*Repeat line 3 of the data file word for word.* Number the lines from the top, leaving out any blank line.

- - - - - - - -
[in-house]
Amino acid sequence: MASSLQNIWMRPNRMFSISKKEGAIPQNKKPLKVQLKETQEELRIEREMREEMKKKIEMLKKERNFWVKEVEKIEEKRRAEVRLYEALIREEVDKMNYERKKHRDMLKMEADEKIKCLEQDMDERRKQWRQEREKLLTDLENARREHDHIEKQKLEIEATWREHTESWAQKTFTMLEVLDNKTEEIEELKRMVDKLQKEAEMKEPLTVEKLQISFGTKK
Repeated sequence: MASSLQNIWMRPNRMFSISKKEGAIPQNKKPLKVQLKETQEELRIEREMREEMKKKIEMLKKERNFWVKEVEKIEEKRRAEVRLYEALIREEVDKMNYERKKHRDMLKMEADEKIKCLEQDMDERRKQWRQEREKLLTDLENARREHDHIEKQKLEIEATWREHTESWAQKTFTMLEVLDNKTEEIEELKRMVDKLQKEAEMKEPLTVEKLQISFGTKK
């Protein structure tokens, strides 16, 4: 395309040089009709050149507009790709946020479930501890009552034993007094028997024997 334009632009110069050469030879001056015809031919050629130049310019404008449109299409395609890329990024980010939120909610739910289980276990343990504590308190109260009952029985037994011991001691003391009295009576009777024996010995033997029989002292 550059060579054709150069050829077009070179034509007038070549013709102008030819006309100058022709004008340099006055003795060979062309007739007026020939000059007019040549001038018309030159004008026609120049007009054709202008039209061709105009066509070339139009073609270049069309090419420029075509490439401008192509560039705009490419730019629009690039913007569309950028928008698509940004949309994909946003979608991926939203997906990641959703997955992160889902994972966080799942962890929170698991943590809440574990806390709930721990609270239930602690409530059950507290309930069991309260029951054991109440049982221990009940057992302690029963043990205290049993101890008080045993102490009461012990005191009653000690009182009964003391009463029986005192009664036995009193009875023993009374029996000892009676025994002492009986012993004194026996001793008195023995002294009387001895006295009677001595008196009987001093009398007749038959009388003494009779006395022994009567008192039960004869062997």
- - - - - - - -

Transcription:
Repeated sequence: MASSLQNIWMRPNRMFSISKKEGAIPQNKKPLKVQLKETQEELRIEREMREEMKKKIEMLKKERNFWVKEVEKIEEKRRAEVRLYEALIREEVDKMNYERKKHRDMLKMEADEKIKCLEQDMDERRKQWRQEREKLLTDLENARREHDHIEKQKLEIEATWREHTESWAQKTFTMLEVLDNKTEEIEELKRMVDKLQKEAEMKEPLTVEKLQISFGTKK